Telstra, Australia’s dominant communications company, issued another profit warning and unveiled plans to shed a fifth of its workforce over the next five years to kickstart growth ahead of its proposed full privatisation.

Sol Trujillo, chief executive, said earnings before interest and tax could slump up to 30 per cent in the year to June 30, triple his estimate of two months ago, as the company continued to lose market share, increased its spending on new technology and began to pay for up to 12,000 redundancies.

Over the next five years Telstra will commit A$10bn (US$7.3bn) to capital spending, A$3bn more than previously reported, to upgrade its networks to provide its 8m customers with high-margin wireless and broadband services.

Mr Trujillo promised that “New Telstra” would be customer-focused with “a seamless one click, one touch, one button or one screen approach”. But he warned that the success of the investment would depend on what regulations the company would face when fully privatised.

The government plans to offload its remaining 51.8 per cent stake in Telstra late next year in a sell-off expected to raise A$30bn.

The five-year plan was designed to cut costs, improve customer focus and generate fresh revenue streams to counter the “accelerating” slump in revenues at its high-margin fixed line unit as customers switched to mobiles, the internet or rival carriers.

Telstra – which last year reported net profit of A$4.5bn on sales of A$22.2bn – boasts a market share of 60 per cent, down from 80 per cent in 1997.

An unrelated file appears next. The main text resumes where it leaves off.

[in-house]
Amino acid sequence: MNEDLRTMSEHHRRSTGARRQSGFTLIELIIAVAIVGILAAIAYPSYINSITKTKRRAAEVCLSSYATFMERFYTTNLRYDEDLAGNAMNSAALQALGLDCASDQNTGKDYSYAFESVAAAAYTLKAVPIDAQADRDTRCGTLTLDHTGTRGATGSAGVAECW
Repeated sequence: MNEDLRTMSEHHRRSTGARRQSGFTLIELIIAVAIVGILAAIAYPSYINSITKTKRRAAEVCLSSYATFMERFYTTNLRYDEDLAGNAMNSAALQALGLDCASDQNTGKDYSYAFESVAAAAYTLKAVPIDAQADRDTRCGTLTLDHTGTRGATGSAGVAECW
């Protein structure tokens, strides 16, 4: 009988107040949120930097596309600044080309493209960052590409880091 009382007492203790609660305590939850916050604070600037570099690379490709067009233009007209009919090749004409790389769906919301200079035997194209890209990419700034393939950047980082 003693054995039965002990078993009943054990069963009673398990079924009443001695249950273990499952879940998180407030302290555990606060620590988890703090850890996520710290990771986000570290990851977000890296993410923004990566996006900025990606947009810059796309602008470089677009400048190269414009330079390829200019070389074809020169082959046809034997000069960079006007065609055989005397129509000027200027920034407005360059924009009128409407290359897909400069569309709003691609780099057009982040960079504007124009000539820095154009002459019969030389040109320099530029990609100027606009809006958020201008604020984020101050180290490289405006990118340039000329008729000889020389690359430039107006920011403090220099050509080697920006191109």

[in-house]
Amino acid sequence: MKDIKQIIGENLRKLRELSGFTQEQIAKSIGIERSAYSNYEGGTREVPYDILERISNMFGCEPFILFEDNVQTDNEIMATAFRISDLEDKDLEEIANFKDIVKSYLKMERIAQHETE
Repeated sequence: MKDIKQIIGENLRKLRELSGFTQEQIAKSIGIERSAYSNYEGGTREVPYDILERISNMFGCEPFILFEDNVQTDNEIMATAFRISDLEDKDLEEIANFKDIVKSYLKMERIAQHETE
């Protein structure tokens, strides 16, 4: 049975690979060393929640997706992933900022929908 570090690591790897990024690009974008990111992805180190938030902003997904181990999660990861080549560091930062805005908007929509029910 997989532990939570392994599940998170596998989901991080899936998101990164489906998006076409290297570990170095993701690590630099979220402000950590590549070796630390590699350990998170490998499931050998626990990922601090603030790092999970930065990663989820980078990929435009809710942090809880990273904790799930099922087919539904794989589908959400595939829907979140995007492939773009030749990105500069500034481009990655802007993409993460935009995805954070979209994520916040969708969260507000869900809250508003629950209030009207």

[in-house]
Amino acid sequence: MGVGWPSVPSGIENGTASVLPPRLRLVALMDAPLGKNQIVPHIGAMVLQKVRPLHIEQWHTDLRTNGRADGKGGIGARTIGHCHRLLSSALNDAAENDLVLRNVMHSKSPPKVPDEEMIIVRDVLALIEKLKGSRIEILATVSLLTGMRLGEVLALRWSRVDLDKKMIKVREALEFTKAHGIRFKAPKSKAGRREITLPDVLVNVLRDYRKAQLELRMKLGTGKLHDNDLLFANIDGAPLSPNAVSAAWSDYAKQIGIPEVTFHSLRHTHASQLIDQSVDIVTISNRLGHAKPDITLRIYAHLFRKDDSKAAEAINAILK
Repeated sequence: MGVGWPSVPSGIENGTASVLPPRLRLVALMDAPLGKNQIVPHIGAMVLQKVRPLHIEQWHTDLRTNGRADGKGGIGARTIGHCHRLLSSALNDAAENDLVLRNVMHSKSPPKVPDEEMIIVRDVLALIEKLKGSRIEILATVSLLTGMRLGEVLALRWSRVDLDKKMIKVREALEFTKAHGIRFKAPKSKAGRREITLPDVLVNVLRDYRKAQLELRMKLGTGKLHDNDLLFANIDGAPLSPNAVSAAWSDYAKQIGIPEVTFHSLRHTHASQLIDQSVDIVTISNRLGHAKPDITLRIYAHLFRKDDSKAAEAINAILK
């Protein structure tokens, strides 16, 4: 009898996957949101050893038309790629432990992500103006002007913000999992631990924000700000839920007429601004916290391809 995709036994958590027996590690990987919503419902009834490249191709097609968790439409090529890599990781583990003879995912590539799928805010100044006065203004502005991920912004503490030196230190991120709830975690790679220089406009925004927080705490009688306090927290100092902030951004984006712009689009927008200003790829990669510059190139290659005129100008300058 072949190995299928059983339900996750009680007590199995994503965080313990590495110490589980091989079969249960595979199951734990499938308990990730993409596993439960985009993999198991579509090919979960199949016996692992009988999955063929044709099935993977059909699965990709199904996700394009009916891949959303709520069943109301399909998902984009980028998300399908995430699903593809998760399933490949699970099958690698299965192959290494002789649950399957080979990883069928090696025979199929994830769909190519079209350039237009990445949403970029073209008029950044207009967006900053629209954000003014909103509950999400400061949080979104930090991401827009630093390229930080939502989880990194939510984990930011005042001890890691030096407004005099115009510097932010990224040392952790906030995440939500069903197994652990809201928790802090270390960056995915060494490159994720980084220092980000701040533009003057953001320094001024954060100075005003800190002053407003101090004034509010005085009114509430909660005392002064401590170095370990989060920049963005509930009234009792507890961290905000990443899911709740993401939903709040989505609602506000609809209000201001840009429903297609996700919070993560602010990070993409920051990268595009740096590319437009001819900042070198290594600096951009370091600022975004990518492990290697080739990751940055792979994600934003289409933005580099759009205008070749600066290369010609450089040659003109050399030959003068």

Telstra capped its dividend at A$0.28 per share for the next three years and cancelled the third year of its proposed A$1.5bn annual capital return plan to investors, due by 2007.

The disclosures formed part of Mr Trujillo’s long-awaited corporate review, which he announced to analysts during a glitzy five-hour briefing in Sydney. However, analysts attending the event appeared sceptical about the company’s plans and Telstra shares closed down 7 per cent at A$4.02. The government has signalled a sell-off target price of A$5.25 per share.

News of deep job cuts re-ignited the simmering political row over the company’s privatisation, with the opposition Labor party and unions urging the government to scrap Telstra’s sale.

Senator Barnaby Joyce, whose vote last month was crucial in helping the government obtain parliamentary approval, described the job cuts as “sneaky” and feared they would affect services to the “bush”.

Telstra also announced it is to merge its Hong Kong mobile phone unit CSL with New World Mobile Holdings, creating the largest cellular company in terms of customers in the territory. Telstra will hold a 76.4 per cent stake in the joint venture.

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